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France steps up security after blood-soaked week

France steps up security after blood-soaked week
“We have decided ... to mobilise 10,000 men to protect sensitive sites in the whole country from tomorrow (Tuesday) evening,” defence minister Jean-Yves Le Drian said after an emergency security meeting.

“This is the first time our troops have been mobilised to such an extent on our own soil,” he added. Ahead of the meeting, PM Manuel Valls said one of the attackers, Amedy Coulibaly, who gunned down a policewoman and four Jewish shoppers at a kosher supermarket, likely received help from others. “I don’t want to say more, but investigations are continuing into these attacks, this barbaric terrorist acts. We think there are in fact probably accomplices. The hunt will go on,” Valls told French radio.

The alert level in the shell-shocked country remained at its highest possible, as the interior minister announced the deployment of nearly 5,000 police to guard Jewish schools and places of worship.

Bernard Cazeneuve said he was putting in place a “powerful and durable” system of protection for France’s Jewish community, the largest in Europe. The announcement of the fresh security measures came after more than 1.5 million people in Paris marched Sunday in unity and solidarity for those murdered, in the biggest rally in modern French history.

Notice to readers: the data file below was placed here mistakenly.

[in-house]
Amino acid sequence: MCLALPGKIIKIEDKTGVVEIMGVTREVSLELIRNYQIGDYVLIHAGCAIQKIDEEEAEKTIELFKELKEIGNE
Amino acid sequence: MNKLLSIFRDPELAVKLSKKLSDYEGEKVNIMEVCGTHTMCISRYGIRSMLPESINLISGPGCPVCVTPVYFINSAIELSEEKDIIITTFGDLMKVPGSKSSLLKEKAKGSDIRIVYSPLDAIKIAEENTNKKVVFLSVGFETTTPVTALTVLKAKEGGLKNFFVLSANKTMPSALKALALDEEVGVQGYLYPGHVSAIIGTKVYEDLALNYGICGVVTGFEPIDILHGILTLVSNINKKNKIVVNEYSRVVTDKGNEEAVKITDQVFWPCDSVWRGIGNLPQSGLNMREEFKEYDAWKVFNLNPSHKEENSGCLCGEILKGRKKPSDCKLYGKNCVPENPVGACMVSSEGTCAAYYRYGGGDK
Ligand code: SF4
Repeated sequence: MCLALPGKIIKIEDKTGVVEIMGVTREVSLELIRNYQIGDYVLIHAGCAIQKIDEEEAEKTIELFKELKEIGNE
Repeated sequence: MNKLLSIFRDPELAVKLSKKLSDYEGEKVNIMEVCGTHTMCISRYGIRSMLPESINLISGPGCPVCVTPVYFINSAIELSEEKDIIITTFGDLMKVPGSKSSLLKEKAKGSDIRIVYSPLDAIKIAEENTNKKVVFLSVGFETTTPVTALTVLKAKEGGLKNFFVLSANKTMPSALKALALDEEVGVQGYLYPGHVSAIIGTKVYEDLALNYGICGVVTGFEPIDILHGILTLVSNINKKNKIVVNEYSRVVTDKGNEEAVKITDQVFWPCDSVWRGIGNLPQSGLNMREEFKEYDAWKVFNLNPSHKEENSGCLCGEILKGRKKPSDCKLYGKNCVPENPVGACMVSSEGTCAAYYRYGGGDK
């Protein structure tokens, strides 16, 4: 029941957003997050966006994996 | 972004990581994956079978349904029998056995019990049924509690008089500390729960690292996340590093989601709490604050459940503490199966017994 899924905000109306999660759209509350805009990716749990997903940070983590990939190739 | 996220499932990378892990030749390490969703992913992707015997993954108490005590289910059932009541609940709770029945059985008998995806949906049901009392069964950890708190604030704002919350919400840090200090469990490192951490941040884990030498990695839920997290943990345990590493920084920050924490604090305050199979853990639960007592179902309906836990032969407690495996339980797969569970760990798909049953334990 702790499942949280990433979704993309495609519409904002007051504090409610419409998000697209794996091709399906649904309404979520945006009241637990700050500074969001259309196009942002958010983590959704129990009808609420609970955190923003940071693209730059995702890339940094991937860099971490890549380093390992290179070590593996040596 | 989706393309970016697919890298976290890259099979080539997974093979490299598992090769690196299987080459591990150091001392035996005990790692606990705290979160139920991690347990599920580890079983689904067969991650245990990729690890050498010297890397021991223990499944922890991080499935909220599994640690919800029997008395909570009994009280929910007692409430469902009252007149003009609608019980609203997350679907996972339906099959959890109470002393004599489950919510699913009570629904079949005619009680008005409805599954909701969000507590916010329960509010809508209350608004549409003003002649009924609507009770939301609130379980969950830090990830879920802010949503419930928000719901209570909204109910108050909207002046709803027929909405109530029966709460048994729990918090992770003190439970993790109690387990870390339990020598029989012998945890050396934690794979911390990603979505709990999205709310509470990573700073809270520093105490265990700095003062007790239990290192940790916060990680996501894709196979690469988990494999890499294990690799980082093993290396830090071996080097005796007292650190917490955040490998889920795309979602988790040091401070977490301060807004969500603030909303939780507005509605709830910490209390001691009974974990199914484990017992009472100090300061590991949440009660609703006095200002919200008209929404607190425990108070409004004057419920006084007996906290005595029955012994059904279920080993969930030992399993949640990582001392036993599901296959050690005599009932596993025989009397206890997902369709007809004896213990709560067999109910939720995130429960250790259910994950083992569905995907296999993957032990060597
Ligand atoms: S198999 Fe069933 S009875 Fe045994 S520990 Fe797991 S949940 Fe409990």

In an extraordinary show of unity, dozens of world leaders, including from Israel and the Palestinian Authority, linked arms at the front of the march that was spearheaded by victims’ families. All major newspapers splashed photos of the sea of humanity on the French capital’s streets, with banner headlines reading “A people rise up”, “Freedom on the march,” and “France stands up”. During an emotional and colourful rally, the crowd brandished banners saying “I’m French and I’m not scared”.

In tribute to the cartoonists slaughtered at the offices of satirical magazine Charlie Hebdo, the crowd also held aloft signs saying: “Make fun, not war” and “Ink should flow, not blood”.

As Hollande proclaimed Paris the “capital of the world”, hundreds of thousands of people turned out in other French cities and marches were held in Berlin, Brussels, Istanbul and Madrid as well as in US and Canadian cities.

Next Charlie Hebdo to feature Mohammed cartoons

This week’s edition of Charlie Hebdo, put together by survivors of last week’s newsroom massacre in Paris by Islamist gunmen, will defiantly feature controversial cartoons, its lawyer said on Monday.

The special issue, to come out on Wednesday, will also be offered “in 16 languages” for readers around the world, one of its columnists, Patrick Pelloux, said. Charlie Hebdo’s lawyer, Richard Malka, told French radio the upcoming publication will “cede nothing” to extremists seeking to silence them. The two gunmen slaughtered 12 people in their attack on Charlie Hebdo’s offices last Wednesday, including five of its top cartoonists and three other staff members.

The gunmen, brothers Cherif and Said Kouachi, claimed to belong to the jihadist group Al-Qaeda in Yemen. They were killed on Friday, as was an accomplice claiming affiliation to the rival Islamic State group, Amedy Coulibaly, in separate but coordinated French commando raids on sites in and near Paris where they had taken hostages. In all 17 people and the three Islamist attackers were killed in three days of violence.

Charlie Hebdo’s offices were firebombed without casualty in 2011 when it published cartoons lampooning Mohammed. Its staff has been receiving death threats from radical Muslims since 2006, when it reprinted controversial cartoons by a Danish newspaper, Jyllands-Posten in the name of freedom of expression.


Agencies

Agencies

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